The Noise of Social Media

social media noise

As an introvert, I need time alone to reset and function well. And I’ve learned that I don’t need to have a tremendous number of friends, just a few close ones. So while social media seems like a great way for me to keep in touch with people when I can’t spend time with them in person – due to distance or schedules or any number of factors – the reality is that social media simply has caused more noise in my life.

What were people on that continent doing? And what about my friends in this country or that one? And how was that former student doing? And what about the friends I made during my organization’s training? That friend from high school, where was she now? What about the person I met while on a cross-cultural trip? So. Many. People. So. Much. Noise.

I knew that reducing the social media noise in my life would mean more than simply limiting the time I spent on it. I needed to remove Facebook from my life. Off and on over the years I deactivated my Facebook account to give myself some quiet. And once I permanently deactivated it, I found my stress level was lower, my sense of obligation to know everything about everyone went away, and I was able to focus on what was happening in my life in the present moment. Most days I feel as though I can barely build new friendships and keep up with the close friendships I already have. So removing one of the ways I stayed up to date with people relieved much of the “friendship pressure” in my life.

Before I decided to deactivate my Facebook account, I thought through a few questions first. Am I someone these friends would normally talk with regularly via social media? Do I have another way to contact certain people to catch up on life? Is being on Facebook necessary for ministry or other reasons right now? Based on the answers to these questions, I felt complete peace about removing one form of social media noise from my life.

Do I sometimes wonder what’s going on in the lives of people I no longer “see” on Facebook? Yes. But am I someone who knows them well enough that I should know everything about their life? Most often the answer is “No.”

I found that Instagram is actually a better fit for me because there’s far less noise on it. Pictures are easier for me to process than endless pages of updates and article links. But I still find it good to unfollow people when I feel overwhelmed by all that I’m seeing. This isn’t because I don’t care about those people; it’s simply what I need to do in order to keep my focus where it needs to be—my relationship with the Father, my marriage, my job, my family, my friends.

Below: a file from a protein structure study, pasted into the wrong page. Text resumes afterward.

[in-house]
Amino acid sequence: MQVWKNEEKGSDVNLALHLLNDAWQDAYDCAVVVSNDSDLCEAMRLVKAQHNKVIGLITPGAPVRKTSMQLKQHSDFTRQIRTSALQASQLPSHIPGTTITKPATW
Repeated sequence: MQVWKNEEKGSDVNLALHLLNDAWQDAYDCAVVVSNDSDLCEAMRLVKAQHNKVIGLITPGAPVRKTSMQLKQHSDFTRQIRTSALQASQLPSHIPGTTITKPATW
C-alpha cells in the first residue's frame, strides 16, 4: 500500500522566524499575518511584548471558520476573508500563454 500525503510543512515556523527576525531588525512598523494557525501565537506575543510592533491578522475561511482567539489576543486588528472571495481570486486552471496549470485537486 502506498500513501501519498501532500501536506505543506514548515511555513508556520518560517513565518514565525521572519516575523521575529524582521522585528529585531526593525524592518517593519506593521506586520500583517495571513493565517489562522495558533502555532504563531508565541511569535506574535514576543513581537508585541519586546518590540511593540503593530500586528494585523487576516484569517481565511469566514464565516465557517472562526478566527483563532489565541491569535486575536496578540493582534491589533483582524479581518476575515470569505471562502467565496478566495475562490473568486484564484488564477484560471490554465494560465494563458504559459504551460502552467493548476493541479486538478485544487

If the noise is overwhelming you or if you’re struggling to live in the here and now because of social media, I encourage you to take a step back, take a short break from it, and think through why you use social media. Perhaps you just need a quick, one week reset. Or maybe you are craving a longer break from the noise and pressure social media can bring. And if social media brings you joy and enables you to connect regularly with close friends while you’re overseas, enjoy it. Use it to its fullest potential!

Have you ever taken a break from one or all forms of social media? If so, how did the time away help you reset emotionally and spiritually?

Photo by Thought Catalog on Unsplash


  1. Kate May 6, 2019

    I feel the exact same way about Instagram as you do with Facebook… I never seem to learn much from instagram about people or hit on any real conversations. It all feels too public, too curated and dependent on your camera skills. I have banned myself from watching video’s on Facebook though, anything live-streamed gets ignored or saved for the occasional extra ‘switch off time’. I must admit I cried when some of the people I love chose to leave facebook, I realized that they were effectively closing the door to connecting with me.